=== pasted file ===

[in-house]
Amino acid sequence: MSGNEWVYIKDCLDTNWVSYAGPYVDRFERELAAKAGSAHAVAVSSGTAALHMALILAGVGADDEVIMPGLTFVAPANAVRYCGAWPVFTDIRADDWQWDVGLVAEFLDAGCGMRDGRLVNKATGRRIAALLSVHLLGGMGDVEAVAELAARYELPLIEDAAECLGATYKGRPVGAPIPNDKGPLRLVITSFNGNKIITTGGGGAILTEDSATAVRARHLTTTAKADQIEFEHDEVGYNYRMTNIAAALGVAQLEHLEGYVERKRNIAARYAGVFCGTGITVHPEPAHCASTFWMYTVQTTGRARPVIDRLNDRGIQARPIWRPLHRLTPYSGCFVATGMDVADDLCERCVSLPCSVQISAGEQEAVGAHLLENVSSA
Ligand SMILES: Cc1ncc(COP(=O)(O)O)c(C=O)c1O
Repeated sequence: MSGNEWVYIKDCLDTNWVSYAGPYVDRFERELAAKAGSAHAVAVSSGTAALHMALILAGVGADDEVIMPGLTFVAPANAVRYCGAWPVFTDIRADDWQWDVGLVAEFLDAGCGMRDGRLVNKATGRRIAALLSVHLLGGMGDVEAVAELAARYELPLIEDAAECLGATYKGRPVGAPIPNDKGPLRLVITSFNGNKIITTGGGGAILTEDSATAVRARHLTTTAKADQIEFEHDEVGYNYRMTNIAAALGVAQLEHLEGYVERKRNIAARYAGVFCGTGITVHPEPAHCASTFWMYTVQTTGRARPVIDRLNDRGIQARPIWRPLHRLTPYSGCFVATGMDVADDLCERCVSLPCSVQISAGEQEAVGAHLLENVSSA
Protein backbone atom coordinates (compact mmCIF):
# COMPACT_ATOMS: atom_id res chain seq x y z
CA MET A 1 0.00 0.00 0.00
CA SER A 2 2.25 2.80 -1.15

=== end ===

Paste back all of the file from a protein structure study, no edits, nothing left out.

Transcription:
[in-house]
Amino acid sequence: MSGNEWVYIKDCLDTNWVSYAGPYVDRFERELAAKAGSAHAVAVSSGTAALHMALILAGVGADDEVIMPGLTFVAPANAVRYCGAWPVFTDIRADDWQWDVGLVAEFLDAGCGMRDGRLVNKATGRRIAALLSVHLLGGMGDVEAVAELAARYELPLIEDAAECLGATYKGRPVGAPIPNDKGPLRLVITSFNGNKIITTGGGGAILTEDSATAVRARHLTTTAKADQIEFEHDEVGYNYRMTNIAAALGVAQLEHLEGYVERKRNIAARYAGVFCGTGITVHPEPAHCASTFWMYTVQTTGRARPVIDRLNDRGIQARPIWRPLHRLTPYSGCFVATGMDVADDLCERCVSLPCSVQISAGEQEAVGAHLLENVSSA
Ligand SMILES: Cc1ncc(COP(=O)(O)O)c(C=O)c1O
Repeated sequence: MSGNEWVYIKDCLDTNWVSYAGPYVDRFERELAAKAGSAHAVAVSSGTAALHMALILAGVGADDEVIMPGLTFVAPANAVRYCGAWPVFTDIRADDWQWDVGLVAEFLDAGCGMRDGRLVNKATGRRIAALLSVHLLGGMGDVEAVAELAARYELPLIEDAAECLGATYKGRPVGAPIPNDKGPLRLVITSFNGNKIITTGGGGAILTEDSATAVRARHLTTTAKADQIEFEHDEVGYNYRMTNIAAALGVAQLEHLEGYVERKRNIAARYAGVFCGTGITVHPEPAHCASTFWMYTVQTTGRARPVIDRLNDRGIQARPIWRPLHRLTPYSGCFVATGMDVADDLCERCVSLPCSVQISAGEQEAVGAHLLENVSSA
Protein backbone atom coordinates (compact mmCIF):
# COMPACT_ATOMS: atom_id res chain seq x y z
CA MET A 1 0.00 0.00 0.00
CA SER A 2 2.25 2.80 -1.15